Girls, Season 5: The Show You Love to Hate

The ball is forever in your court, Lena Dunham.

If there’s one thing Lena Dunham can do better than most, it’s drawing lines in the sand. In casual discussion of both Dunham and her work, it’s uncommon to hear an indifferent voice. Over the past four seasons, Girls has become the show we love to hate. But whether you’re watching in expectation of brilliant material, or watching to find the next thing to gripe about on Monday, you’re watching.

In recent years, Lena Dunham has come under fire for her depiction of life as experienced by millennials in the big city. Only in the past season or two did Dunham make a keen effort to hoist her project from a grossly whitewashed vacuum chamber.  Not to say that doing so in mainstream television is a simple feat, but looking back on seasons one and two, the effort to diversify the material was non-existent at its worst, and laughable at its best.

Girls is a lumbering target. It really is a blimp in a sky occupied by enemy fighter jets, hopelessly unable to evade incoming fire. Targeted for its poor representation of race and socio-economics in the Big Apple, on the surface, the criticism seems justified. Anything from the vexing Los Angeles-esque weather to the lack of well-rounded racial representation continues to alert critics. Critiques commonly attack the show for choosing to only show the tiresome stories surrounding the problems of the privileged. As a result of these assumptions of the show’s intentions, both the series and Dunham can be found indefinitely up the river—perhaps unwarrantedly so.

We must not consider if Girls is an accurate depiction of common life’s truisms, but if it is intended to be. We may be expecting too much from something so simple. The series may strive to encompass no reality other than that of the affluent, white twenty-something. In this case, we cannot blame Lena Dunham as a writer, or the series as a greater narrative presentation. We can, however, applaud the series for the accurate representation of a demographic we may have a hard time relating to. While to be young and affluent is not the case for the majority, it is the case for some, and Girls is the story of that some.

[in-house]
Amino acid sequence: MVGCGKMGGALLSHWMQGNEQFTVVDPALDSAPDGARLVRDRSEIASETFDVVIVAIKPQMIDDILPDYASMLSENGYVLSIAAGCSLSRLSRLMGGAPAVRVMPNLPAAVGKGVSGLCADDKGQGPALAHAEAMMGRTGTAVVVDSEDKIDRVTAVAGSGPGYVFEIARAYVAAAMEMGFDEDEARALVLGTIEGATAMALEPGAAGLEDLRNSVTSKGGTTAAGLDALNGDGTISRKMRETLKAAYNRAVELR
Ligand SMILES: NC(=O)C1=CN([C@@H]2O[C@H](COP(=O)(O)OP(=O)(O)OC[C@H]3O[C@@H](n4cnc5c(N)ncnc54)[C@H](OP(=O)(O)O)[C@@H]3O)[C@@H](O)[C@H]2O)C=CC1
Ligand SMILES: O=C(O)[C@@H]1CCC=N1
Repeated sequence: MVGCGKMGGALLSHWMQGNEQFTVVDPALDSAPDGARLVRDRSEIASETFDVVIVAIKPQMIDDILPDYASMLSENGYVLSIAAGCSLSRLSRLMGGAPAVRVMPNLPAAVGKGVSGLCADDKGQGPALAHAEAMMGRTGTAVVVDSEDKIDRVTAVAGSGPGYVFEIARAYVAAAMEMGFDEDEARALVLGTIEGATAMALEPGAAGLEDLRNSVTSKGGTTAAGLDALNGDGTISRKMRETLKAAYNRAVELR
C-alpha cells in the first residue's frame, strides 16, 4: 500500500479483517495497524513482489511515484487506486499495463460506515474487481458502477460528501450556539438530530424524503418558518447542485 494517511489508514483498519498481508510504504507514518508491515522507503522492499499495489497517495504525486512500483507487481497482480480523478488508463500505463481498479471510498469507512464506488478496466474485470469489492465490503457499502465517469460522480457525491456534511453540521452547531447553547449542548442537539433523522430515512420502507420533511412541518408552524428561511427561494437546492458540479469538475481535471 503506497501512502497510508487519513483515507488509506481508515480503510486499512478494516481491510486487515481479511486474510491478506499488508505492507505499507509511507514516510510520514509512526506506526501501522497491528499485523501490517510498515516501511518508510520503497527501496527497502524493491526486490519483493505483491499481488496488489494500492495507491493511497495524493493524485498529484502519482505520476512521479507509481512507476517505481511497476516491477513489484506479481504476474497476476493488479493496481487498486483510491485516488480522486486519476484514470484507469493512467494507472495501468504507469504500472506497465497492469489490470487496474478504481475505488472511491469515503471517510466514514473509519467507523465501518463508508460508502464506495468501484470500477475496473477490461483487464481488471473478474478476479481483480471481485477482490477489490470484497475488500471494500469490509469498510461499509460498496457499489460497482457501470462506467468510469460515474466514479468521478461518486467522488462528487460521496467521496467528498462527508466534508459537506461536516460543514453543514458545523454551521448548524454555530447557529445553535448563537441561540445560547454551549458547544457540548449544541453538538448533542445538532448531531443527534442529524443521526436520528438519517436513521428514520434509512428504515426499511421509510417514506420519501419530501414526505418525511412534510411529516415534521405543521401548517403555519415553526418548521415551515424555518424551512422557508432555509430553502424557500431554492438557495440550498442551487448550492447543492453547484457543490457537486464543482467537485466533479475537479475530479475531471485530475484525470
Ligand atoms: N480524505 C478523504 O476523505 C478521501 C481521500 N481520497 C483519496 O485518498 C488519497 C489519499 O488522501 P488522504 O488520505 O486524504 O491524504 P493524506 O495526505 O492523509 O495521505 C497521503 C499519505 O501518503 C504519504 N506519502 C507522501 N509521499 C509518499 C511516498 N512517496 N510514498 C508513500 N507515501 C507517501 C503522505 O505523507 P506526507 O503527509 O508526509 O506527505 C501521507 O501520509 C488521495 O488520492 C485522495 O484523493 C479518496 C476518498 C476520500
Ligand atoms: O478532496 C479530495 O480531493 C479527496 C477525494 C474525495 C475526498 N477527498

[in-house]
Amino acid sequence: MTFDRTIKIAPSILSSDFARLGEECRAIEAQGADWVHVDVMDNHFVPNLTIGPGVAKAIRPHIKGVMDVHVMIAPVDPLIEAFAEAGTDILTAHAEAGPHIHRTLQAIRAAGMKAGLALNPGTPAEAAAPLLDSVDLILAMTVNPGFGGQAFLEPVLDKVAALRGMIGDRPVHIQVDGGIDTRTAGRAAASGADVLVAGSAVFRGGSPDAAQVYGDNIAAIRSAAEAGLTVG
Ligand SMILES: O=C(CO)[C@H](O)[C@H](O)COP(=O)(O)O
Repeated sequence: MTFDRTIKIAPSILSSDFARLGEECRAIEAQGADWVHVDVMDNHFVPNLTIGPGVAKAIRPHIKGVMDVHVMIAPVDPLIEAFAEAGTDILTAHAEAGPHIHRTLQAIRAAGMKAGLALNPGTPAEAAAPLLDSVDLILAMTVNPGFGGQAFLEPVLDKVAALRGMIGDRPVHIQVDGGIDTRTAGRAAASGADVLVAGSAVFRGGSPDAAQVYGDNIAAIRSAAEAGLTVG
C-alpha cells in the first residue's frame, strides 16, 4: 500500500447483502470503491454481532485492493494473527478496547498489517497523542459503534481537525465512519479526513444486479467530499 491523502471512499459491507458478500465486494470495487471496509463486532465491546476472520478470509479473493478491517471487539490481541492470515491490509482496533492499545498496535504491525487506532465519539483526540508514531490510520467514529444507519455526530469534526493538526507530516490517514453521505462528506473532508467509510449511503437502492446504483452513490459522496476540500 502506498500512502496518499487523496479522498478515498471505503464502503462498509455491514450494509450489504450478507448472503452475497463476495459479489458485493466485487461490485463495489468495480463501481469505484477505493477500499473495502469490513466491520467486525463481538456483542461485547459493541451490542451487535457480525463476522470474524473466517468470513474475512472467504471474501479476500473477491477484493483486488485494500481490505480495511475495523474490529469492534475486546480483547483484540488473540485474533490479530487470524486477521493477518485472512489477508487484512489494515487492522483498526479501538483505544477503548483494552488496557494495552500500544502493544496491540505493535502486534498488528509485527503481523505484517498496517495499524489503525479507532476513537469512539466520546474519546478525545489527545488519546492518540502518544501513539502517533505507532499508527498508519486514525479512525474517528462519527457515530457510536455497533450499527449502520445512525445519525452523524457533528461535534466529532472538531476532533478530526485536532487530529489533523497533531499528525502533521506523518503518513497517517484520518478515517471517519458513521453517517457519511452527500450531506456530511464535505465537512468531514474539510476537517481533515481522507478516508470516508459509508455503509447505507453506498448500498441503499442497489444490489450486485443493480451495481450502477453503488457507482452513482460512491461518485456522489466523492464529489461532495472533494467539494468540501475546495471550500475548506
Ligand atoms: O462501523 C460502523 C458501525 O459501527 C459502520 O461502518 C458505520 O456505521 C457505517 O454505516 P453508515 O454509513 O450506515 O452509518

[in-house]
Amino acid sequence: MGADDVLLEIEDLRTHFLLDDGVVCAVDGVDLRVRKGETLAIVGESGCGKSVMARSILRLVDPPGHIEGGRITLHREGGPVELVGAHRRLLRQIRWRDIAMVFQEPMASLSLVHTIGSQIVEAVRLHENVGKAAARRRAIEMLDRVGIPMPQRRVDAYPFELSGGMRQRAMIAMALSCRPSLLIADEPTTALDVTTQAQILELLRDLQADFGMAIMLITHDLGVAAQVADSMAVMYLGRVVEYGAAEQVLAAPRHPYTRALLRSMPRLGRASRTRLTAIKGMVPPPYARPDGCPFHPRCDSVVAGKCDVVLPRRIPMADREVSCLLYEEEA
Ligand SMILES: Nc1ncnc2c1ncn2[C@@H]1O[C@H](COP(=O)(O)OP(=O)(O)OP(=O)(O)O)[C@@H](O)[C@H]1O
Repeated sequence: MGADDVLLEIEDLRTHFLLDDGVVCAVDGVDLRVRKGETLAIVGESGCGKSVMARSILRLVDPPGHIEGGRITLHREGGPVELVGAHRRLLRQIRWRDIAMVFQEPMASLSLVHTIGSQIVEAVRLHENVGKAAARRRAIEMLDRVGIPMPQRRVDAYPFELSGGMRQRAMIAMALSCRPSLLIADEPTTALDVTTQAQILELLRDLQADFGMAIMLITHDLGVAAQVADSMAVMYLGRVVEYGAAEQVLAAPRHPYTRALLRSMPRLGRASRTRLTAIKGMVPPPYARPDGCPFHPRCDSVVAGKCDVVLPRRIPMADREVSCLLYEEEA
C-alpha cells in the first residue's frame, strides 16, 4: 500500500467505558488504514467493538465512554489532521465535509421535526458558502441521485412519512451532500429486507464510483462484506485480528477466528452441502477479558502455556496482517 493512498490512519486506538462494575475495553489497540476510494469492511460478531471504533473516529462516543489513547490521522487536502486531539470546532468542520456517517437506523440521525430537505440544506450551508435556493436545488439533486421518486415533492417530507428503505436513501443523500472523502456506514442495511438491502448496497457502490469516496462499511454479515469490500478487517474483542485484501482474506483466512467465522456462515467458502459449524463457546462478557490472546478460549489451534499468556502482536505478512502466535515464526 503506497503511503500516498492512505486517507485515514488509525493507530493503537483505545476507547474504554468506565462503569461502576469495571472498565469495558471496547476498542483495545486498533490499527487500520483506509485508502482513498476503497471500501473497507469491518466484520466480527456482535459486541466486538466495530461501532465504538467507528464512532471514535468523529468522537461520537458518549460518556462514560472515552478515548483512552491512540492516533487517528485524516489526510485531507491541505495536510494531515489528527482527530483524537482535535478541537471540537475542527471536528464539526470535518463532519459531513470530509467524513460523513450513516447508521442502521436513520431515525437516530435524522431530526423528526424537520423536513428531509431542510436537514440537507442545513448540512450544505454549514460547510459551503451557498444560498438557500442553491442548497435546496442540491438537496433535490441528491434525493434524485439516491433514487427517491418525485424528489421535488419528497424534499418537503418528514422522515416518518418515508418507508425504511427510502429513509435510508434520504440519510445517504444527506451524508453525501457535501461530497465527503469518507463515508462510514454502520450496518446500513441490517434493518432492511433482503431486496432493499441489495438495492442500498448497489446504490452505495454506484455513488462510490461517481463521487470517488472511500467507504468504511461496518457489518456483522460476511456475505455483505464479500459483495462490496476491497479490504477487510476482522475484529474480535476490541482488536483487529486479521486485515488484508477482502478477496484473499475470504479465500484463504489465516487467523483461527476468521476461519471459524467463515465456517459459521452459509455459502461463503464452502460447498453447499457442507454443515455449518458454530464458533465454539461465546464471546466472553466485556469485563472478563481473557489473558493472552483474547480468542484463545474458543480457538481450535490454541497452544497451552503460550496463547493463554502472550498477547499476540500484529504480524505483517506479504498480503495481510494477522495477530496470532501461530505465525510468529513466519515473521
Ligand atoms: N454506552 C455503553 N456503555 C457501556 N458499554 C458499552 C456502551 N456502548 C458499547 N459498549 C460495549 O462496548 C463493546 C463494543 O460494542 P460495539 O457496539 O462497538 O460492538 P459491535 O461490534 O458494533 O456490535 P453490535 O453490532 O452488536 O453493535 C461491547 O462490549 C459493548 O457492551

As many episodes do, the premier of season five embodies affluent American culture in an emphatic and self-deprecating way. Opening with the wedding of Marnie and Desi on a North-Eastern countryside property, the environment set before us speaks eloquently to the series’ mockery of struggling while privileged. The relationship shared by Marnie and Desi, played by Allison Williams and Ebon Moss-Bachrach, has been strained by miscommunication and creative differences—each character being one half of an indie-acoustic duo. The two characters have always embodied the trials and tribulations of the hip, or better put, the pseudo-bohemian, New York crowd.

At the wedding, Marnie’s inability to find satisfaction with the weather, the hired makeup artist, and her friends, along with Desi’s emotional breakdown and corny tear-drenched swim in a nearby creek is what many view as everything that’s wrong with Girls as a show.  However, it is Hannah Horvath’s effort to behave and dress in a way that she feels most comfortable—her standing against the momentum of Marnie and the surrounding environment is what resuscitates reality, extinguishing the superficial. Hannah’s resistance reminds us that Lena Dunham is, in fact, aware of her characters’ social ineptitude.

Traditionally, Girls has struggled with being entertaining episode-to-episode, as a story of reality moves as reality does—slowly. Although the mundane is part of our reality, this is still TV, so let’s see something happen.

Images Via HBO